Most people are surprised to find out that I was a long-distance runner in high school. This is largely because my body type is the exact opposite body type you would need to be really successful at cross country – my hips are wide, my legs are short and I am very top-heavy. But in running, unlike most other sports, no matter how much natural talent you have (in my case, zero), if you work hard, you are guaranteed to become better. You may never be great, but you will improve.

I was never great. At my best, I was brutally mediocre. I loved running – the teamwork and the independence, the amazing things it did for my thigh muscles – so I competed for all four years of high school, but I never once won a race.

I do have a medal, though.

To compete in a state-level track meet in an individual race, you have to meet a qualifying time in a race during the season. I did not. Schools are allowed to submit relay teams in the relay events without meeting any qualifying times; however, if you want to do particularly well in that event, you put your fast people on the team; ergo, I wasn’t selected to be part of a relay team. So in the winter of my senior year, I went along to the Class B girls indoor track state meet as a cheerleader. (I do have a very loud voice and a talent for making myself heard in loud, crowded stadiums.)

And then one of our relay runners got sick. Suddenly, our team needed a runner in the 4-by-8.

For my readers unfamiliar with track slang, the 4-by-8 is a relay in which four runners run 800 meters – half a mile – each, carrying a baton. I could run half a mile. All of a sudden, I was in the race.

There wasn’t enough time for me to go change in the locker rooms, so don my track shorts in the stadium, in front of my principal, shielded only by teammates holding up towels around me – and have I mentioned that my principal was a nun?

(Why, yes, I did go to Catherine McAuley High School. I was, am and always will be a McAuley girl.)

I didn’t have time for a proper warmup, either – I just bounced around, stretched the most necessary muscles and practiced a few quick baton handoffs with my teammates. (I was very, very afraid of dropping the baton.) I squeaked about how excited I was to get a chance to run in a real state-level track meet, because I had never done it before!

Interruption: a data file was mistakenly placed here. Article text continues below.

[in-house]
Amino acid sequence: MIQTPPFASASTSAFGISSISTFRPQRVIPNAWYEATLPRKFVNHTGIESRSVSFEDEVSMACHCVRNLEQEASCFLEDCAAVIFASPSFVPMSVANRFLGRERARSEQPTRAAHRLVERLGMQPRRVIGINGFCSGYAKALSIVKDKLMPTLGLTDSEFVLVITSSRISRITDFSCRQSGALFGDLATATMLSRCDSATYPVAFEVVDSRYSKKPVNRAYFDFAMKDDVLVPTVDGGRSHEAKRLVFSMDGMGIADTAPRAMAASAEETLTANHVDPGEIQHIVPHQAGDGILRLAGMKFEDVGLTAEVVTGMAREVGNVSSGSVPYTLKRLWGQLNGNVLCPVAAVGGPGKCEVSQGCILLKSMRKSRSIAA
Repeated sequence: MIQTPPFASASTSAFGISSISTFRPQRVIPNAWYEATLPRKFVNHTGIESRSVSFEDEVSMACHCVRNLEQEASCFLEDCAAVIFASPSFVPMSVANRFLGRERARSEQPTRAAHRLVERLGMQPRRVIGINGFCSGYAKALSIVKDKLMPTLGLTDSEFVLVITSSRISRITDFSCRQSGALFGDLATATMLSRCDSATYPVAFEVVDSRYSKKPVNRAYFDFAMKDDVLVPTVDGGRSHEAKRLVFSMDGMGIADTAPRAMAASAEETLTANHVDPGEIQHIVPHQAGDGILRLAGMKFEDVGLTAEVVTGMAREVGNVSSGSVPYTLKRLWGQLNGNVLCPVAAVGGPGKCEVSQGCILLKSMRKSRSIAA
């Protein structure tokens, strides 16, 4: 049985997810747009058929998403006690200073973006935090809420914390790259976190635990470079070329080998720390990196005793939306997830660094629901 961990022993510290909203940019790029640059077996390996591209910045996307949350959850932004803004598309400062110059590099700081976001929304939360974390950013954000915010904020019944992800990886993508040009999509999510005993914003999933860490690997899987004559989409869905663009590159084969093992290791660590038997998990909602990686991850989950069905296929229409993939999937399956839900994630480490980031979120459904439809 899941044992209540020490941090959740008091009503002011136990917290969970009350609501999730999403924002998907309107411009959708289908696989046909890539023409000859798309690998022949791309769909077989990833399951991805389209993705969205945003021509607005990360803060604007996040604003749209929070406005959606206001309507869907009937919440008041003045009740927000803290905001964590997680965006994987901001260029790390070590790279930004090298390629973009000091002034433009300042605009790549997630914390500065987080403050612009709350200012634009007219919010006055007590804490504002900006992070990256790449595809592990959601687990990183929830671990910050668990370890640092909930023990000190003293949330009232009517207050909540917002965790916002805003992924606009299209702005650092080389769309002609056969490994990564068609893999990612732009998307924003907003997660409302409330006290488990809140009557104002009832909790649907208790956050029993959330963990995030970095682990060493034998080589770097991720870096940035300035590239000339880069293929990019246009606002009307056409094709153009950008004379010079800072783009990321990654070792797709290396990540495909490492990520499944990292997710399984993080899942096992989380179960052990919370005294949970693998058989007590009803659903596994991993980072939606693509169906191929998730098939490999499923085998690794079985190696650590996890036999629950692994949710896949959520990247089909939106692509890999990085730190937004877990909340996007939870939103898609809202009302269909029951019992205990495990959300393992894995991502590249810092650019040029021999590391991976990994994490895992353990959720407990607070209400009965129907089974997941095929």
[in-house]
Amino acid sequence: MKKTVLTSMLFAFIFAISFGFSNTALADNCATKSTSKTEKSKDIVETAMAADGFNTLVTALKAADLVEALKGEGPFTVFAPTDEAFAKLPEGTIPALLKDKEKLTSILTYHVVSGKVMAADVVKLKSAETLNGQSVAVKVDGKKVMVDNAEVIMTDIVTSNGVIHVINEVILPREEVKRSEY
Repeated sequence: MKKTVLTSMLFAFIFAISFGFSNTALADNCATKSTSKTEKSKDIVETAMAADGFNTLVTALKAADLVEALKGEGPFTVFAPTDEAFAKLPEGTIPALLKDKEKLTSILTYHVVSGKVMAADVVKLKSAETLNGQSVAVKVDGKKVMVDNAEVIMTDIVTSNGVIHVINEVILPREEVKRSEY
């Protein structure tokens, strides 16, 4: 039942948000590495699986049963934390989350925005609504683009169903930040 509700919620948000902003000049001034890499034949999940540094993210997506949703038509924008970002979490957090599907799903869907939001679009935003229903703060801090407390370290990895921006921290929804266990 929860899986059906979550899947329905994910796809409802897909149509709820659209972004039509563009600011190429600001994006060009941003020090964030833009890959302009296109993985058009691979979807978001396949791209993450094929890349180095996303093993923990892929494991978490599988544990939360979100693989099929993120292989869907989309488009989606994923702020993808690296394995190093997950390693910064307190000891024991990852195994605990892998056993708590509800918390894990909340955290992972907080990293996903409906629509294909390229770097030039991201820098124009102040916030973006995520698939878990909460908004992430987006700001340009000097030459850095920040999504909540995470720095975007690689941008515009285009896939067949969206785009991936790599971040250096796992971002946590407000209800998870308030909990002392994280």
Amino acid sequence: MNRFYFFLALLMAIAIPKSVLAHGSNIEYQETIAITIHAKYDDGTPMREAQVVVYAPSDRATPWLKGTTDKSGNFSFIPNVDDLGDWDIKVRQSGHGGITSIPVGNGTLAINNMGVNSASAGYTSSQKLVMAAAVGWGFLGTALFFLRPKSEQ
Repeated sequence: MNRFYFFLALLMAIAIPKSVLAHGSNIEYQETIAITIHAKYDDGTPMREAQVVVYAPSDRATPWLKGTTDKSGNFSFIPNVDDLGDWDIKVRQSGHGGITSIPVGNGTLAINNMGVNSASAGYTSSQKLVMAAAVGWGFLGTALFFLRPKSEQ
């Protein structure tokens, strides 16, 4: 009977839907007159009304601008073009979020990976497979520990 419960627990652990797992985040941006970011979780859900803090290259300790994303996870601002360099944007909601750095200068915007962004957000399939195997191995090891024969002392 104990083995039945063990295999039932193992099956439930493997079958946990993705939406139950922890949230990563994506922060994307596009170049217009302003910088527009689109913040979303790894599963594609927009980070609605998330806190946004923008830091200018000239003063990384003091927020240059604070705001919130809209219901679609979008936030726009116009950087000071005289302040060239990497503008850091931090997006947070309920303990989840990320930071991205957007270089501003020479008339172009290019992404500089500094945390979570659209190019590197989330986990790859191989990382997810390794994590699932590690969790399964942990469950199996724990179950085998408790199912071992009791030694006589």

Now, I found out later that after our first runner had gotten sick (sudden-onset stomach bug, not uncommon in Maine winters, as I am sure we all know), my other three teammates had decided to take it easy in the relay – they all had their own races to run and their own goals to hit, and didn’t want to wear themselves out in the relay, which was one of the first events. But then I got put into the race – a senior who had never won a medal, at her last state meet. And my teammates – Lauren, Cristina and Taxia – all decided that they were going to do what it took to get us a medal.

I don’t remember much of my half-mile run. I apologize for the cliche, but it really was all a blur. I mostly remember how physically painful it was that I wasn’t wearing a sports bra, and how tightly I gripped the baton. I am happy to report that not only did I not drop the baton, I also ran the fastest half-mile of my life in that race: 800 meters in 2 minutes, 55 seconds. By track standards, that time is “meh”; by Victoria standards, that time was “SHAZAM!” And my teammates – all insanely talented – really did give their all.

We came in sixth.

Sixth place is good enough for a spot on the podium – and for a medal. I think most fathers secretly dream of athletic glory for their children, and that day was as close as I ever came to it. This may have been why my dad stole my medal from my desk two days after the track meet. He kept that small medal from a small track meet in a small state on his bureau until the day he died. He was so proud of me. And you know what? I’m proud, too – proud to be a McAuley girl.

Victoria Hugo-Vidal is a Maine millennial. She can be contacted at:

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Twitter: mainemillennial